January 27, 2006

NASA’s Mars Rovers Star in New IMAX Film

By Deborah Zabarenko

WASHINGTON -- Spirit and Opportunity, the spunky NASA rovers that have rolled around Mars for two years, are the unlikely stars of an IMAX movie, which opened on Friday, along with the astronomer who helped create them.

Millions of people have seen photos beamed down from Mars by the robotic rovers, on television or online, but the new film, "Roving Mars," puts together these images in a seamless moving picture and splashes it on a screen five stories high.

Steven Squyres, the rovers' principal scientific investigator and the movie's main narrator, said it gives an authentic feeling of actually being on the Red Planet.

"I've kind of had this picture of what Mars really looks like in my head for all this time, and for the first time on that IMAX screen, what I saw with my eyes matched my impressions of what it should really look like," Squyres said in a Reuters interview.

One reason it looks so real is that all the images in the film are based on pictures taken by the rovers' own cameras or from the scientific data they have collected.

"Every single scene you see is real data from the rover, it's just processed in different ways," Squyres said. "There is not a single fake shot of Mars."

A seemingly impossible shot -- the view of an airbag-covered rover landing on the planet -- was created by digital artist Dan Maas from data collected by the rovers as they bounced. Each bounce was just as it happened, just where it happened on the Martian surface.

Besides the rovers and Squyres, the other stars of the film are the thousands of people who worked on the project at NASA's Jet Propulsion Laboratory and elsewhere.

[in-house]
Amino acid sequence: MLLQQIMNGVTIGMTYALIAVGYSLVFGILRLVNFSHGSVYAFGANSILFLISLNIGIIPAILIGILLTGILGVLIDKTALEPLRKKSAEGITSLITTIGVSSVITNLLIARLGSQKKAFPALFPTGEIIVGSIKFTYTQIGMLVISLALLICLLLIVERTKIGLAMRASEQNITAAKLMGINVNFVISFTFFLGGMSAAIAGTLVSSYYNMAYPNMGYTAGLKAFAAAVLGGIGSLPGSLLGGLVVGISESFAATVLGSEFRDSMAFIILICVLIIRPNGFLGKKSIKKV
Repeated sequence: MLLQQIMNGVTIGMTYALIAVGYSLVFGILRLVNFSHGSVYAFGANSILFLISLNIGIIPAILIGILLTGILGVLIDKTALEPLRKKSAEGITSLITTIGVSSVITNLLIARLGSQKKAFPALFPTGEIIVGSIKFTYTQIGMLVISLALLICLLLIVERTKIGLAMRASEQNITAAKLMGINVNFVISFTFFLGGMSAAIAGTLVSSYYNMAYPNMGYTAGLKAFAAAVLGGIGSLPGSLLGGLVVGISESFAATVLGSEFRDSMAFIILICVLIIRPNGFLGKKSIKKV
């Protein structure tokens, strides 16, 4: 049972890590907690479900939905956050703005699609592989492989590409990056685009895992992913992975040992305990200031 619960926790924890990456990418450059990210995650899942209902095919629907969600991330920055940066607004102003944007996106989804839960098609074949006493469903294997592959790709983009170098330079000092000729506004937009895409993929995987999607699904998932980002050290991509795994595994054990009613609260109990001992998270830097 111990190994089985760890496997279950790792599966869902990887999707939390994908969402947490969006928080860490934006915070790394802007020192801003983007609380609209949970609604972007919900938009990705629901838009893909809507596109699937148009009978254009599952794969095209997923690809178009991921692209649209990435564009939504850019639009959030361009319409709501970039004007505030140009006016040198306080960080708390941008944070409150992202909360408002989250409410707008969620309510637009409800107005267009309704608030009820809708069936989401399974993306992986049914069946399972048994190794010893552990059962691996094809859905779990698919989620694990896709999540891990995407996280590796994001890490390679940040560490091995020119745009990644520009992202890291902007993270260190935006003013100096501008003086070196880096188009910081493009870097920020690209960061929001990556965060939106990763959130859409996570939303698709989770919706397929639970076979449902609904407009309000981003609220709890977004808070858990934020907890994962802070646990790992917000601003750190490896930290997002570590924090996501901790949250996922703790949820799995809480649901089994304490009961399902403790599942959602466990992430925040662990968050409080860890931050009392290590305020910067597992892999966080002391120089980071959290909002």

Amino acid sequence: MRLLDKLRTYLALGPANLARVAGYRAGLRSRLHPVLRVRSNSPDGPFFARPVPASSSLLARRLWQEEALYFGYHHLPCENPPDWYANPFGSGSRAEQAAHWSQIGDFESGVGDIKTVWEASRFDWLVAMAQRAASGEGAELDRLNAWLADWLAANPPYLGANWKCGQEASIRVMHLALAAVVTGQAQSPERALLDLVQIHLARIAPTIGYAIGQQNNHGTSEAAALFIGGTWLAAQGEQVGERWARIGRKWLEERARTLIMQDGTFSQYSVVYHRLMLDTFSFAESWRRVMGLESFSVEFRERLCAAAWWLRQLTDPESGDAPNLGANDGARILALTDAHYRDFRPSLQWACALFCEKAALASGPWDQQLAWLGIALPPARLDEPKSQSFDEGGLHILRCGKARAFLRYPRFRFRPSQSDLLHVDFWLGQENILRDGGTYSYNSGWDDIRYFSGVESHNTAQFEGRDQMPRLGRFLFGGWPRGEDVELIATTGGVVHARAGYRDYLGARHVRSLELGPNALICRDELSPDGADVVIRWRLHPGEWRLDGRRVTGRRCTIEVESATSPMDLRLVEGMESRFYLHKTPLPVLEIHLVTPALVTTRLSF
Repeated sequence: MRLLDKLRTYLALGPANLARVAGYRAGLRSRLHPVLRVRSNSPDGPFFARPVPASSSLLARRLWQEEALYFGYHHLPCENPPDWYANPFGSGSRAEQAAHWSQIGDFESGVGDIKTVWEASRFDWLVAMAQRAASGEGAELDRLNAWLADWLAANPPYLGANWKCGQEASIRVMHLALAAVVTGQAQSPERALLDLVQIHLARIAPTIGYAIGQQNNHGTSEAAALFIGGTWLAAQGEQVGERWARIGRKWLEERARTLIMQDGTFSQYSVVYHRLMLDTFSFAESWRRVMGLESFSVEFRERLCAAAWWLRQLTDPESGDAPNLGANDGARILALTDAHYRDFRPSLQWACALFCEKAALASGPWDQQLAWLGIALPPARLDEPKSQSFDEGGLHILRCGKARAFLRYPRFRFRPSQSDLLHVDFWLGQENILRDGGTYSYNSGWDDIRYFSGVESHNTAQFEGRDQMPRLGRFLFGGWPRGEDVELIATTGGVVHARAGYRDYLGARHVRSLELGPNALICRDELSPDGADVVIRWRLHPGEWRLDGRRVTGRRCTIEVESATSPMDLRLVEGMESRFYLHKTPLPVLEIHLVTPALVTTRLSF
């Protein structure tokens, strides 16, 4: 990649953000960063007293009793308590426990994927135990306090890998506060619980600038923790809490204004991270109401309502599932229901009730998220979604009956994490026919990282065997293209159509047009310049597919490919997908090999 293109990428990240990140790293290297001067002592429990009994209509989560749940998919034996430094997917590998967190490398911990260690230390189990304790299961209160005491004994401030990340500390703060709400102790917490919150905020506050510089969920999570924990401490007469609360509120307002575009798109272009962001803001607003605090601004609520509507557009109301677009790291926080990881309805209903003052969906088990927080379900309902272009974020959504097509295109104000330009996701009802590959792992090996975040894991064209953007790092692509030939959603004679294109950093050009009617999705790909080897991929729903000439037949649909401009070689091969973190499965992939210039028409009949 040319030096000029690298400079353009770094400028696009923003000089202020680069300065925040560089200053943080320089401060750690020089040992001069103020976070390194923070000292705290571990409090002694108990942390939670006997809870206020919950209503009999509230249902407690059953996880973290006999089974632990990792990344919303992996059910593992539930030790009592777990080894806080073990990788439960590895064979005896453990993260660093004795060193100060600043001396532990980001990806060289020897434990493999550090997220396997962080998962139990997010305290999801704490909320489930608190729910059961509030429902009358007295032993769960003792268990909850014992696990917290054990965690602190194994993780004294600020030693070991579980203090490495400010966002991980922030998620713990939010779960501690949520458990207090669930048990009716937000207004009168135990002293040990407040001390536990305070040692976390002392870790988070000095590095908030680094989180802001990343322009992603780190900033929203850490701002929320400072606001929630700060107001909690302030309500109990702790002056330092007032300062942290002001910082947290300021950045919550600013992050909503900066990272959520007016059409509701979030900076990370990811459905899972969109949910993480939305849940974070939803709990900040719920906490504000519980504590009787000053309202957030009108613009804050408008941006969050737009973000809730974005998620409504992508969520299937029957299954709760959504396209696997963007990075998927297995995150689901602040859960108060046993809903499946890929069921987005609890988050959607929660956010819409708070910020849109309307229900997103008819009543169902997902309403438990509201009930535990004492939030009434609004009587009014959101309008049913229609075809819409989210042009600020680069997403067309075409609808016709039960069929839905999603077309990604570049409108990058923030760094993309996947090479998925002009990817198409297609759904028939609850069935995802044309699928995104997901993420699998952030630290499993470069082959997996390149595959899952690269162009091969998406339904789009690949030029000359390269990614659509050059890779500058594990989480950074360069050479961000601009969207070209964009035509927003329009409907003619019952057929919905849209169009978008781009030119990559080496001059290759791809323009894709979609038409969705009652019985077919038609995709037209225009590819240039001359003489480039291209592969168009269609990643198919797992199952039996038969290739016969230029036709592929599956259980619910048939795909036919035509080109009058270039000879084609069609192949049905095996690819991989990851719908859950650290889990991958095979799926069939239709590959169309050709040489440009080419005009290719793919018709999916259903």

Squyres, a professor of astronomy at Cornell University, came up with the plan for the rovers in 1987, but making it come to life took more than a decade, with tensions and technical challenges accumulating as the days and hours ticked down to a pair of launches in 2003.

This behind-the-scenes struggle, before and after the two spacecrafts bounced down onto opposite sides of Mars in 2004, is the central narrative of the film, which was written, produced and directed by George Butler.

Butler has made several documentaries but may be best known for the book and film "Pumping Iron," which introduced a bodybuilder named Arnold Schwarzenegger to mainstream audiences.

While Butler has made other IMAX movies, he is not an unquestioning fan of the format.

"I do not understand why so many bad IMAXes are made," Butler told Reuters. "Movies should tell a story, no matter what kind of movie it is. The big problem with IMAX films is they do not tell stories."

The idea to make a large-format film about Mars rovers came to Butler by what seems like sheer serendipity: an editor on his Antarctic film was Tim Squyres, the astronomer's brother, who mentioned that the rovers would have IMAX cameras aboard.

When Butler heard this, he said, "My mind sort of bumped, and I thought, that's a movie if ever there were one."

Paul Newman narrated the introduction -- "He sounds like the voice of God," Butler said -- and Philip Glass composed the otherworldly music.

The rovers were expected to work only three months, and their demise was originally supposed to be part of the film. But since they are still roaming and sending back data, the movie serves as a tribute to their endurance.

The Walt Disney Co.is the distributor, with major sponsorship by Lockheed-Martin.